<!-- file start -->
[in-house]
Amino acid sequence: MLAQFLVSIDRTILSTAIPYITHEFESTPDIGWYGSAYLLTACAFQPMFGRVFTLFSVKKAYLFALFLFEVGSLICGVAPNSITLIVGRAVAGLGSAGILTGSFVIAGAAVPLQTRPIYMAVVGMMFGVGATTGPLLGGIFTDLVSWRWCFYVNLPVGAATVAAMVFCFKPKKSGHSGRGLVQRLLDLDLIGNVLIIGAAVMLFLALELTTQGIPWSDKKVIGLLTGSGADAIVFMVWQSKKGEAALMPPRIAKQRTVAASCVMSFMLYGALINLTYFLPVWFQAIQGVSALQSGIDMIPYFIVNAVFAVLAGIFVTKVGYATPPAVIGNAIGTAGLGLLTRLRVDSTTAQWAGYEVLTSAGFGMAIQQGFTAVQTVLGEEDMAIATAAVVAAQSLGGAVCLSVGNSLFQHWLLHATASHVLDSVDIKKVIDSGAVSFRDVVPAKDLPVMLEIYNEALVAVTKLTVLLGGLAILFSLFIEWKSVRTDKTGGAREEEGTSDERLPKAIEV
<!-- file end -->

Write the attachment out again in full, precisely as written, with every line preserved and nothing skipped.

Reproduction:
[in-house]
Amino acid sequence: MLAQFLVSIDRTILSTAIPYITHEFESTPDIGWYGSAYLLTACAFQPMFGRVFTLFSVKKAYLFALFLFEVGSLICGVAPNSITLIVGRAVAGLGSAGILTGSFVIAGAAVPLQTRPIYMAVVGMMFGVGATTGPLLGGIFTDLVSWRWCFYVNLPVGAATVAAMVFCFKPKKSGHSGRGLVQRLLDLDLIGNVLIIGAAVMLFLALELTTQGIPWSDKKVIGLLTGSGADAIVFMVWQSKKGEAALMPPRIAKQRTVAASCVMSFMLYGALINLTYFLPVWFQAIQGVSALQSGIDMIPYFIVNAVFAVLAGIFVTKVGYATPPAVIGNAIGTAGLGLLTRLRVDSTTAQWAGYEVLTSAGFGMAIQQGFTAVQTVLGEEDMAIATAAVVAAQSLGGAVCLSVGNSLFQHWLLHATASHVLDSVDIKKVIDSGAVSFRDVVPAKDLPVMLEIYNEALVAVTKLTVLLGGLAILFSLFIEWKSVRTDKTGGAREEEGTSDERLPKAIEV